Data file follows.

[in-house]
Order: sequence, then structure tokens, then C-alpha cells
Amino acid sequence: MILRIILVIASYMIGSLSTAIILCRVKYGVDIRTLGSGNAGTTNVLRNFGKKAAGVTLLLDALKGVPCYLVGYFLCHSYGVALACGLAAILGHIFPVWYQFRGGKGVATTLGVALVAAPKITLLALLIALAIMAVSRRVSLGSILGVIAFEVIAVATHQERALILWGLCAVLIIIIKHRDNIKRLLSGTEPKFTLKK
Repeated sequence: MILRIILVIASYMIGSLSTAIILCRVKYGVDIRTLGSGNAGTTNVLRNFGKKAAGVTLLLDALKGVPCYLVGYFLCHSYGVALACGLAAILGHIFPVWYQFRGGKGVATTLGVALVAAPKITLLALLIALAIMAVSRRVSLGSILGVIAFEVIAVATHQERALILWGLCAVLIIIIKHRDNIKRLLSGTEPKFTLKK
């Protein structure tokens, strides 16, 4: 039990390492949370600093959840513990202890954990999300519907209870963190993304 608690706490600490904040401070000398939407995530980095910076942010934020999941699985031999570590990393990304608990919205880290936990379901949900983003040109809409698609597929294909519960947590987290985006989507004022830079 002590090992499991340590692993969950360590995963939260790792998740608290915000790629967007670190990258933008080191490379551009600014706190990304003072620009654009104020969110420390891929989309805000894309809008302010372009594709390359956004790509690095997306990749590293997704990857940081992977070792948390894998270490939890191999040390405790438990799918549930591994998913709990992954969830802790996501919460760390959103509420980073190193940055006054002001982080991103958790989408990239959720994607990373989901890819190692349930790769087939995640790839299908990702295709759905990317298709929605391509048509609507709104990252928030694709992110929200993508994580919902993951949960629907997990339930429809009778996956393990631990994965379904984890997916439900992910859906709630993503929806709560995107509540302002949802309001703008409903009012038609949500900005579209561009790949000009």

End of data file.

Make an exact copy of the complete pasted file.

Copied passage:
[in-house]
Order: sequence, then structure tokens, then C-alpha cells
Amino acid sequence: MILRIILVIASYMIGSLSTAIILCRVKYGVDIRTLGSGNAGTTNVLRNFGKKAAGVTLLLDALKGVPCYLVGYFLCHSYGVALACGLAAILGHIFPVWYQFRGGKGVATTLGVALVAAPKITLLALLIALAIMAVSRRVSLGSILGVIAFEVIAVATHQERALILWGLCAVLIIIIKHRDNIKRLLSGTEPKFTLKK
Repeated sequence: MILRIILVIASYMIGSLSTAIILCRVKYGVDIRTLGSGNAGTTNVLRNFGKKAAGVTLLLDALKGVPCYLVGYFLCHSYGVALACGLAAILGHIFPVWYQFRGGKGVATTLGVALVAAPKITLLALLIALAIMAVSRRVSLGSILGVIAFEVIAVATHQERALILWGLCAVLIIIIKHRDNIKRLLSGTEPKFTLKK
């Protein structure tokens, strides 16, 4: 039990390492949370600093959840513990202890954990999300519907209870963190993304 608690706490600490904040401070000398939407995530980095910076942010934020999941699985031999570590990393990304608990919205880290936990379901949900983003040109809409698609597929294909519960947590987290985006989507004022830079 002590090992499991340590692993969950360590995963939260790792998740608290915000790629967007670190990258933008080191490379551009600014706190990304003072620009654009104020969110420390891929989309805000894309809008302010372009594709390359956004790509690095997306990749590293997704990857940081992977070792948390894998270490939890191999040390405790438990799918549930591994998913709990992954969830802790996501919460760390959103509420980073190193940055006054002001982080991103958790989408990239959720994607990373989901890819190692349930790769087939995640790839299908990702295709759905990317298709929605391509048509609507709104990252928030694709992110929200993508994580919902993951949960629907997990339930429809009778996956393990631990994965379904984890997916439900992910859906709630993503929806709560995107509540302002949802309001703008409903009012038609949500900005579209561009790949000009």